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The history and current context of mental capacity legislation and policy

Introduction

The Mental Capacity Act 2005 took a long time to develop and get into law and provision for the care and support of people who are unable to manage their own affairs has a long history.

Provision for the care and support of people who were not able to manage their own affairs dates back to the 12th century where parens patriae jurisdiction or the Royal Prerogative allowed the monarchy  the power to make decisions on behalf of those  who were deemed not to be able to properly manage their own affairs via the system of ‘wardship’.

After 1700Formal provision for those with mental disorders only just starts to develop
1774Madhouse Act is introduced
1828Madhouse Act and the County Asylums Act are introduced
1845Lunacy Act introduced
1846“Psychiatry” as a term is first introduced into medicine
1890A later version of the Lunacy Act becomes the main legislation
1959Replaced by the Mental Health Act, which removed the Royal Prerogative in respect of adults. A side effect of the 1959 Act was to deprive the courts of jurisdiction over welfare and healthcare decisions other than for those with a mental disorder.

Mental Capacity law was in a state of “incoherence, inconsistency and historical accident” (para 2.45 Law Commission, 1995), with insufficient protection for those unable to make their own decisions. For those providing support to these individuals there was no single process or law understood by all, resulting in confusion and misunderstanding, especially regarding decisions around health and welfare. 

Prior to the MCA 2005, the way people understood and worked with mental capacity was variable, often making a global judgement based on diagnosis or behaviour, rather than clearly understanding what capacity might mean in each specific circumstance. Due to demographic changes resulting from an ageing population and advances in medicine which increase survival rates for certain illnesses, there has been potential for increasing numbers of people unable to make their own decisions. This has raised the importance of understanding how the MCA works, how it provides a mechanism for the protection of human rights and promotes autonomy, dignity and respect.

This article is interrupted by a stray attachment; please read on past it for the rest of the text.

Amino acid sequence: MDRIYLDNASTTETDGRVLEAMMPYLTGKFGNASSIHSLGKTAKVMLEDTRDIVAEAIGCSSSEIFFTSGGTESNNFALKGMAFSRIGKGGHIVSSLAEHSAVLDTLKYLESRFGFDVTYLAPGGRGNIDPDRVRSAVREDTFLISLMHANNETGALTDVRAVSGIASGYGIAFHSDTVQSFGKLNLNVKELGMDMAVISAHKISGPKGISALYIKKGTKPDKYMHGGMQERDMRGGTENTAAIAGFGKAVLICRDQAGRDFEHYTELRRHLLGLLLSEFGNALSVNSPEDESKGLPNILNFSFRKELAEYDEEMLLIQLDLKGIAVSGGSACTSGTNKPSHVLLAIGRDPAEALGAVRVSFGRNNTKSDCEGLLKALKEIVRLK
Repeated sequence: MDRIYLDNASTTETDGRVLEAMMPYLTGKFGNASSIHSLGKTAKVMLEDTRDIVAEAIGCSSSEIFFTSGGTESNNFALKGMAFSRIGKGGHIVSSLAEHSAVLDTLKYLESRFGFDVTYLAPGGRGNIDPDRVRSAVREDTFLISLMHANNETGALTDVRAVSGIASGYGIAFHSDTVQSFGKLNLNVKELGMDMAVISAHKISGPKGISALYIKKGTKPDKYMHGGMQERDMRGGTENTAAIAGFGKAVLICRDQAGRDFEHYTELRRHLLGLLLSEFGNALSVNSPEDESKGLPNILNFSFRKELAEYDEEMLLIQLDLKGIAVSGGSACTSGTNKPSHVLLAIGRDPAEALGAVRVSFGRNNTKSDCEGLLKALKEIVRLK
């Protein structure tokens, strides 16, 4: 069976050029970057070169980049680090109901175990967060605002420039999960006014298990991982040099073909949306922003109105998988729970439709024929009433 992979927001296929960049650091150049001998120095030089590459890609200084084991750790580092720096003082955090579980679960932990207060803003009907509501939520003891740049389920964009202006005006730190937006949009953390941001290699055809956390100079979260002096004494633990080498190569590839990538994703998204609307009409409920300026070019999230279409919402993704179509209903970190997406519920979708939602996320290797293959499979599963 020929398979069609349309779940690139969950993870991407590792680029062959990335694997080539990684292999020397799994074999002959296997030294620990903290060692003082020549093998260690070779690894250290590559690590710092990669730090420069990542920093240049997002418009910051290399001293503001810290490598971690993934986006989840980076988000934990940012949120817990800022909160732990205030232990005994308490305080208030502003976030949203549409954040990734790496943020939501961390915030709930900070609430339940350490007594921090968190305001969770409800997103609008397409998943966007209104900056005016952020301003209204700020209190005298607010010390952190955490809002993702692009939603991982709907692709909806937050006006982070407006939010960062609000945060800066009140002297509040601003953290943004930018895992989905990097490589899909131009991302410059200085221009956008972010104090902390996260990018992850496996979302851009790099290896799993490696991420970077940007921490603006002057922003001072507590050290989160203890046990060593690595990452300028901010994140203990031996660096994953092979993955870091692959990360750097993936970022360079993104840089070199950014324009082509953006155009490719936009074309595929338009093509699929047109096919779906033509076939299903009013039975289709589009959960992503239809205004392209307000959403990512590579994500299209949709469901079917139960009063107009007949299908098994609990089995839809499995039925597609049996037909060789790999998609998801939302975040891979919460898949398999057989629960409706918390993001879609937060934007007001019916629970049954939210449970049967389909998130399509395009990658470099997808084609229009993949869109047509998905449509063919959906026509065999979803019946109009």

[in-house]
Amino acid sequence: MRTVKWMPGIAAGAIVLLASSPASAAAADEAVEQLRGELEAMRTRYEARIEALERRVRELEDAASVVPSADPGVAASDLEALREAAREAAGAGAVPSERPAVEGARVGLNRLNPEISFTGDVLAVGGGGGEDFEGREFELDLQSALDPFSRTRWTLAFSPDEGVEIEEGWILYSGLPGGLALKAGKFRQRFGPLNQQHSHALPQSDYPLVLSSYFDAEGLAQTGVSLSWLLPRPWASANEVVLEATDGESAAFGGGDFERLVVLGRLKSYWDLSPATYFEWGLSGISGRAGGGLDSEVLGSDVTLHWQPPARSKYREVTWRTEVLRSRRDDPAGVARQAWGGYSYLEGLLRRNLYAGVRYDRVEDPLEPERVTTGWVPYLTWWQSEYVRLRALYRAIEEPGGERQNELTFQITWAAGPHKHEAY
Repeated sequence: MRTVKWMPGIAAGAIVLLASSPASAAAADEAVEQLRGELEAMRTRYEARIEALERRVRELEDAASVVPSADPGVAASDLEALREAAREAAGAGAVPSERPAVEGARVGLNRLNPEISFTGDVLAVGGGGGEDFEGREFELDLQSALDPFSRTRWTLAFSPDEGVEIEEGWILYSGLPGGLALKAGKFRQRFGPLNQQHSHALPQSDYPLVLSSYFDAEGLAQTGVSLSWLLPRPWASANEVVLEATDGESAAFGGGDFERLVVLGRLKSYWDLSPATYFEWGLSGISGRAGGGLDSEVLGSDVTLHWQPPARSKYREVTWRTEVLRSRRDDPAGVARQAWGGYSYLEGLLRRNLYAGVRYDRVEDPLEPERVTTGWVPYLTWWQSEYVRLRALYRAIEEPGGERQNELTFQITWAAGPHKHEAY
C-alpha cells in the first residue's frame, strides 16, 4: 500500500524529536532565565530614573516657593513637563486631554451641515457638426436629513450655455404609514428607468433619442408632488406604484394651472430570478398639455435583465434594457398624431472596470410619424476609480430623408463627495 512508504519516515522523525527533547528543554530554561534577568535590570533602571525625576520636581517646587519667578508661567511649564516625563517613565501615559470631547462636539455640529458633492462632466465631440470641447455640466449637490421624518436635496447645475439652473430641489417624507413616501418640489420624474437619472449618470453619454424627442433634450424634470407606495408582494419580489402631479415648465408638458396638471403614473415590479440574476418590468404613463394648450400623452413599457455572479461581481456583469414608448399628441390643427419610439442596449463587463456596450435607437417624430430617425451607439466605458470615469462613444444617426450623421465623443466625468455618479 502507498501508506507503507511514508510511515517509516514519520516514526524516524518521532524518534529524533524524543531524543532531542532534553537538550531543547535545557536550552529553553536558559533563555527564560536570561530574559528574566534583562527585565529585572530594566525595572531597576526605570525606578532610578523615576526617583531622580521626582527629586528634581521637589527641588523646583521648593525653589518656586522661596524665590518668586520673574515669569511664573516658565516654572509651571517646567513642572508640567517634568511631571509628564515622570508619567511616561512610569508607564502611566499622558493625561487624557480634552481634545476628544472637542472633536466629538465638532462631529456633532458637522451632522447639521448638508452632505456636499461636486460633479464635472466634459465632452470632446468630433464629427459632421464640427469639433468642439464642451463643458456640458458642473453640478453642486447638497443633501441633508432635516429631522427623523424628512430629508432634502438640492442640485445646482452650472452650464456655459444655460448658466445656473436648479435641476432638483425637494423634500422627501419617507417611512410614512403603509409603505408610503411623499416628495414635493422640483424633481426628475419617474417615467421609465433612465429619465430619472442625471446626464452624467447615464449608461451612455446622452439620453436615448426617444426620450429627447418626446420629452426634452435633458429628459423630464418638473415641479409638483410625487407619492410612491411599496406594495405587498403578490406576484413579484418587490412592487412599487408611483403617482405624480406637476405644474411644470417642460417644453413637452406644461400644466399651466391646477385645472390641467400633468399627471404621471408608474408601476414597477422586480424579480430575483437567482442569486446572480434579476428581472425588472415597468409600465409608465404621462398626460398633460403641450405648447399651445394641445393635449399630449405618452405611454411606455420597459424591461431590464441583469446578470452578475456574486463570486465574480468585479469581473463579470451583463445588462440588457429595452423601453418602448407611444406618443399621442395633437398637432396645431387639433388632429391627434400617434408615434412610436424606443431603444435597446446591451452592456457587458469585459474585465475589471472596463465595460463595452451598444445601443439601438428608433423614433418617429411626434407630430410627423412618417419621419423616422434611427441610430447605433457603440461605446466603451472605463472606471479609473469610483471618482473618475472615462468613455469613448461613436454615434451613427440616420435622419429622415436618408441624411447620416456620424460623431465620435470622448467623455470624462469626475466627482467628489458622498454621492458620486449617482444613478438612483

The MCA received Royal Assent in 2005 and was fully implemented in October 2007, with the Deprivation of Liberty Safeguards (DoLS) being added in 2007 with implementation in April 2009. Codes of practice were published in 2007 and 2008 and, for the first time, health, social care and other public sector professionals had a clear framework they could use to think about mental capacity and best interests decision-making in a way that promoted the individual’s rights. Although the application of the MCA has been variable, when applied appropriately it is an empowering piece of legislation that focuses on individual strengths and civil rights and places the emphasis on the individual making their own decisions.